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1. The passive voice is used to show interest in the person or object that experiences an action
rather than the person or object that performs the action. In other words, the most
important thing or person becomes the subject of the sentence.


The passive voice is used frequently. (= we are interested in the passive voice, not in who
uses it.)
The house was built in 1654. (= we are interested in the house, not in who built it.)
The road is being repaired. (= we are interested in the road, not in the people who are doing
the repairs.)

2. Sometimes we use the passive voice because we don't know or do not want to express who
performed the action.


I noticed that a window had been left open.

Every year thousands of people are killed on our roads.
All the cookies have been eaten.
My car has been stolen!

3. The passive voice is often used in formal texts. Switching to the active voice will make your
writing clearer and easier to read.

Passive / Active

A great deal of meaning is conveyed by a few well-chosen words.

A few well-chosen words convey a great deal of meaning.

Our planet is wrapped in a mass of gases.

A mass of gases wrap around our planet.

Waste materials are disposed of in a variety of ways.

The city disposes of waste materials in a variety of ways.

If we want to say who or what performs the action while using the passive voice, we use the
preposition by. When we know who performed the action and are interested in him, it is always
better to switch to the active voice instead.
Passive / Active

"A Hard Day's Night" was written by the Beatles.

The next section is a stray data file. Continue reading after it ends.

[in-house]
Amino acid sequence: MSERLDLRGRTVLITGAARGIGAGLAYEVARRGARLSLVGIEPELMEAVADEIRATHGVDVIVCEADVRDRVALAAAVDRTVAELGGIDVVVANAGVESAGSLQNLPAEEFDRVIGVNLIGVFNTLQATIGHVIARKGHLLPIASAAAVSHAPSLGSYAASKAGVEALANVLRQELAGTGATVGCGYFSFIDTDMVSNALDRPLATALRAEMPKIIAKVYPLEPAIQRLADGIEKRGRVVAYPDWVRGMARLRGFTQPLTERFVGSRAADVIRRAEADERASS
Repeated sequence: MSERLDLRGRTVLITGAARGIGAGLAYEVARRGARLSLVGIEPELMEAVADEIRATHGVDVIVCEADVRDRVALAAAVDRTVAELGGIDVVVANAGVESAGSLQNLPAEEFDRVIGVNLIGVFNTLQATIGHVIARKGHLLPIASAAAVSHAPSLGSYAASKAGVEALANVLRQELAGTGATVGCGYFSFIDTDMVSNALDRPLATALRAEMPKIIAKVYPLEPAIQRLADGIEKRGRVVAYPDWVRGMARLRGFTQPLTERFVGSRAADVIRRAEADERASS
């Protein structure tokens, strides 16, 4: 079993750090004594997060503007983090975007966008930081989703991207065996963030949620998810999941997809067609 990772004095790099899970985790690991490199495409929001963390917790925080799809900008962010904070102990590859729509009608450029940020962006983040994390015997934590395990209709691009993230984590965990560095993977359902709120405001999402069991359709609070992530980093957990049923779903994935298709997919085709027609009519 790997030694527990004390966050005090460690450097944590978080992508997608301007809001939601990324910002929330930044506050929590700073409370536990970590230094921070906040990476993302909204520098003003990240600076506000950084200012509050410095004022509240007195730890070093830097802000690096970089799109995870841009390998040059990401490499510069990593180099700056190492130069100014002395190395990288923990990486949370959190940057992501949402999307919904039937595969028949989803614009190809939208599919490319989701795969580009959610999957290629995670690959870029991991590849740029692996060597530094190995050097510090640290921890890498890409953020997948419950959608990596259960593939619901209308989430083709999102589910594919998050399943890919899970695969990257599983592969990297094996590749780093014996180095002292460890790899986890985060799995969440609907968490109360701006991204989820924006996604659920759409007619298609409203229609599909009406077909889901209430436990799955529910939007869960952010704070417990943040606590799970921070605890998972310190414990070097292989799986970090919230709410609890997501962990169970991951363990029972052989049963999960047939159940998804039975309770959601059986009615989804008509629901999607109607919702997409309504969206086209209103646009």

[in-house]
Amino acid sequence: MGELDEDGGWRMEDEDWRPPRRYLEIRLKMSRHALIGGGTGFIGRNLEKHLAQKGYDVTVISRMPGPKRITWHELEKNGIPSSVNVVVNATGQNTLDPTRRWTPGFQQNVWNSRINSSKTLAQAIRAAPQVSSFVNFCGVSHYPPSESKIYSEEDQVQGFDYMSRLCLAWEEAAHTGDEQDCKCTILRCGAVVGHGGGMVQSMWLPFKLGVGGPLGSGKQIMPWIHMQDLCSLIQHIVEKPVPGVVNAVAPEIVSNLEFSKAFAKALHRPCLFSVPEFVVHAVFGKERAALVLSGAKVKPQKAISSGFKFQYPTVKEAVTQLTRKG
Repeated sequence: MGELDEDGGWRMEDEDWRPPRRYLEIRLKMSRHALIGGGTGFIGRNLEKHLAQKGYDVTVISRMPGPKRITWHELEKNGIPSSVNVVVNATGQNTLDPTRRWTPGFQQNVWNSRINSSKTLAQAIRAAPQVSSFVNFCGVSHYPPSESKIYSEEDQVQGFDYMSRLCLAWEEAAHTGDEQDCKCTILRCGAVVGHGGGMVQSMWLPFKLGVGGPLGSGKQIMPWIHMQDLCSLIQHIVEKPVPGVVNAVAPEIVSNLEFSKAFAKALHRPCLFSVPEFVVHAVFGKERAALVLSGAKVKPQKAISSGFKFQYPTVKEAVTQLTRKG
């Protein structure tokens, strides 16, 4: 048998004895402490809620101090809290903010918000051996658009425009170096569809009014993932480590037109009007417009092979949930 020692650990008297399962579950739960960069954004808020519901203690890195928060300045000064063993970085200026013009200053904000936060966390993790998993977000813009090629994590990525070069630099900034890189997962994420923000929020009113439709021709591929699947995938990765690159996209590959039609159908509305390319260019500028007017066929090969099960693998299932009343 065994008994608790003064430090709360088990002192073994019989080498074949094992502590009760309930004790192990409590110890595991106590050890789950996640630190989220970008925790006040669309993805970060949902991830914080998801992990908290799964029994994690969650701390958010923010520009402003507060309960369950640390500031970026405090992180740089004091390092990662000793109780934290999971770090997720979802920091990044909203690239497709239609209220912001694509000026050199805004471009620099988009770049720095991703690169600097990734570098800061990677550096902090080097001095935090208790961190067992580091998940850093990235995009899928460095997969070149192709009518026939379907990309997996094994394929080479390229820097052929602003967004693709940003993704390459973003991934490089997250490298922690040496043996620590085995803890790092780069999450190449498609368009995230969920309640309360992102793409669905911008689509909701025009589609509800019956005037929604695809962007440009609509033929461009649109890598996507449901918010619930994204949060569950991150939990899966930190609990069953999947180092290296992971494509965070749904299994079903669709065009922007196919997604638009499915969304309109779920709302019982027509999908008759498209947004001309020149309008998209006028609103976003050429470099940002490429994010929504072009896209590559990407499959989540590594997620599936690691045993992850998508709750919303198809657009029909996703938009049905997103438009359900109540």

The Beatles wrote "A Hard Day's Night".

The movie ET was directed by Spielberg.

Spielberg directed the movie ET.

This house was built by my father.

My father built this house.


The passive voice in English is composed of two elements:

the appropriate form of the verb 'to be' + past participle

Affirmative / Negative / Interrogative / Negative Interrogative

The house was built in 1899. / The house wasn't built in 1899. / Was the house built in 1899? /
Wasn't the house built in 1899?

These houses were built in 1899. / These houses weren't built in 1899. / Were these houses built in
1899? / Weren't these houses built in 1899?


Subject + to be (conjugated) + past participle + rest of sentence

Simple present

The house is cleaned every day.

Present continuous

The house is being cleaned at the moment.

Simple past

The house was cleaned yesterday.

Past continuous

The house was being cleaned last week.

Present perfect

The house has been cleaned since you left.

Past perfect

The house had been cleaned before they arrived.


The house will be cleaned next week.

Future continuous

The house will be being cleaned tomorrow.

Present conditional

The house would be cleaned if they had visitors.

Past conditional

The house would have been cleaned if it had been dirty.


The house must be cleaned before we arrive.


The infinitive passive voice is used after modal verbs and other most verbs normally followed by an


You have to be tested on your English grammar.

John might be promoted next year.
She wants to be invited to the party.
I expect to be surprised on my birthday.
You may be disappointed.


Gerunds are used after prepositions and verbs normally followed by a gerund.


I remember being taught to drive.

The children are excited about being taken to the zoo.
The children are excited to be taken to the zoo.
Most film stars hate being interviewed.
Most film stars hate to be interviewed.
Poodles like to be pampered.
Poodles like being pampered.

"To be born" is an passive form and is most commonly used in the past tense. However, in some
cases, the present or future tense is appropriate.


I was born in 1976.

Where were you born?
Around 100 babies are born in this hospital every week.
We don't know on exactly which day the baby will be born.

Sometimes the passive is formed using the verb to get or to have instead of the verb to be. A
separate page deals with these alternative ways to form the passive voice.